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Thursday, July 14, 2011

Regulating sleep and work

The Lord says in Bhagavad Gītā [6.17]:

yuktāhāra-vihārasya yukta-ceṣṭasya karmasu |
yukta-svapnāvabodhasya yogo bhavati duḥkha-hā ||

"Yoga removes all distress if one is regulated and balanced in eating, moving or mating, working, sleeping and waking."

Though it is glorious to sit down in deep meditation or chant a fabulous number of rounds all day, every day on one's back side, such a lack of physical activities leads to all kinds of physical and mental malfunctions - overweight, heart problems, constipation, lack of sleep or irregular sleep to name but some. Hence it is often seen that the physicians of great sādhus and mahātmās advice them to take a stroll in the afternoon at least. 'Work' need not be in a factory or office among non-devotees necessarily. One can also be physically active in the holy places by doing parikramā or visiting temples, or in the west by going on harinām sankīrtan.

As usual, Śrī Viśvanātha Cakravartīpāda provides a brilliant commentary to this Gītā verse:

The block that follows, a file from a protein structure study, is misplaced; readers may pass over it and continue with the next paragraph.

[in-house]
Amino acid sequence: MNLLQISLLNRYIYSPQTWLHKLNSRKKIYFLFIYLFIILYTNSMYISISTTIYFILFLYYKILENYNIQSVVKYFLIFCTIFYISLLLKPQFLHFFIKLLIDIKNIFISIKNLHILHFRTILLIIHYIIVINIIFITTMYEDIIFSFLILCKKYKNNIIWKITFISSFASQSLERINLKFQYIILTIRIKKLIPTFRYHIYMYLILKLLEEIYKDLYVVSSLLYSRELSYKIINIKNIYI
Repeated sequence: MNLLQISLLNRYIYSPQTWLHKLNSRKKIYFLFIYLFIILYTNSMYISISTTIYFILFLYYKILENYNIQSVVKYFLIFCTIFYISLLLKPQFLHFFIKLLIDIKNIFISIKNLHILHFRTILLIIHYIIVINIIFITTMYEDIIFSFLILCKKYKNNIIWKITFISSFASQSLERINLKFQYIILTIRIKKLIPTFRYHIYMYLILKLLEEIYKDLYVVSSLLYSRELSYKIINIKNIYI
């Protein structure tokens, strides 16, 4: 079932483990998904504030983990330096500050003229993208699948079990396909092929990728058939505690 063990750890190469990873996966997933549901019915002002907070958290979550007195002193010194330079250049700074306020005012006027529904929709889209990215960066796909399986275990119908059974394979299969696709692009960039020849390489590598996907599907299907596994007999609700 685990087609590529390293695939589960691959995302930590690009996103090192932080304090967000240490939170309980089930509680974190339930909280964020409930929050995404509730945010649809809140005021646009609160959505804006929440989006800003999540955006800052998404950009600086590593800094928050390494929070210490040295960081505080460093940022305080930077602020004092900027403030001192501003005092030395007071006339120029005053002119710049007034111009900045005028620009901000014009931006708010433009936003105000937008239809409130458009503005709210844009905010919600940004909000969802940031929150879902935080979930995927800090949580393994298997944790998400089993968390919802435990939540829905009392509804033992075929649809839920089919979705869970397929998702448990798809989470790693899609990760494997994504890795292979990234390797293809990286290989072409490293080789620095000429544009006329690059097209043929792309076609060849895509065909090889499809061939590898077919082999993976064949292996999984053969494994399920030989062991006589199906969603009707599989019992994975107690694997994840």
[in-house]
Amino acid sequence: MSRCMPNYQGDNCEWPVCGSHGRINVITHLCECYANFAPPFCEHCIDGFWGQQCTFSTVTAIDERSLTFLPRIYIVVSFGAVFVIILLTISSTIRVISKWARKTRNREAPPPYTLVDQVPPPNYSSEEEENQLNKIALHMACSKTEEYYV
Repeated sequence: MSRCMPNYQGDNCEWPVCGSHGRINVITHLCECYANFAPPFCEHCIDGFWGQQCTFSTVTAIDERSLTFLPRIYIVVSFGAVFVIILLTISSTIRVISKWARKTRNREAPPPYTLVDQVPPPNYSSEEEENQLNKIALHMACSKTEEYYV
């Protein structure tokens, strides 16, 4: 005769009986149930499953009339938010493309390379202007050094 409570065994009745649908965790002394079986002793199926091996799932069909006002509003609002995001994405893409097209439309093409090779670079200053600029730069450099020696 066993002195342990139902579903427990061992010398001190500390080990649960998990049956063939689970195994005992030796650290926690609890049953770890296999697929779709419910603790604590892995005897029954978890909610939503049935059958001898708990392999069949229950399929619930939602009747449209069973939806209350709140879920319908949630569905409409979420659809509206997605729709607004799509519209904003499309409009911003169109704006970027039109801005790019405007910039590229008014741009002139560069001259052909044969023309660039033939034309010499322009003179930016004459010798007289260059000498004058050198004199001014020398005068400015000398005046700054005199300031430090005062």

yukto niyata evāhāro bhojanaṁ vihāro gamanaṁ ca "Yukta means disciplined or restrained. It counts for eating as well as gamana [the words vihāra and gamana mean both 'going' and 'sexual intercourse' and the advice applies to both.] yasya tasya karmasu vyavahārika-pāramārthika-kṛtyeṣu yuktā niyatā eva ceṣṭā 'There needs to be discipline too in activities, either material and spiritual.' Here the hint is given that activities can be spiritual too - one can pick flowers for the Lord, circumambulate the temple or a holy place like Rādhākund, or perform harinam sankīrtan. Material activities are things like working on a job, bringing the children to school etc. vāg-vyāpārādyā yasya tasya - also speech must be disciplined. One should avoid discussing gossip, which inevitably leads to some kind of Vaiṣṇava aparādha, or speaking [too much] about the latest news of the world. Even too much Kṛṣṇa-kathā is unnecessary. If a nice topic is briefly discussed it should lead to lengthy meditation on Rādhā-Kṛṣṇa's rūpa-guṇa-līlā, too. Any extremity in either renunciation or sensual indulgence may lead to duḥka, distress, that is the point of the verse - na nirviṇṇo nātisaktis bhakti yogo'sya siddhi-da 'Bhakti yoga which is neither too renounced nor too materially attached, bestows perfection." See also my blog of February 20, 2009.

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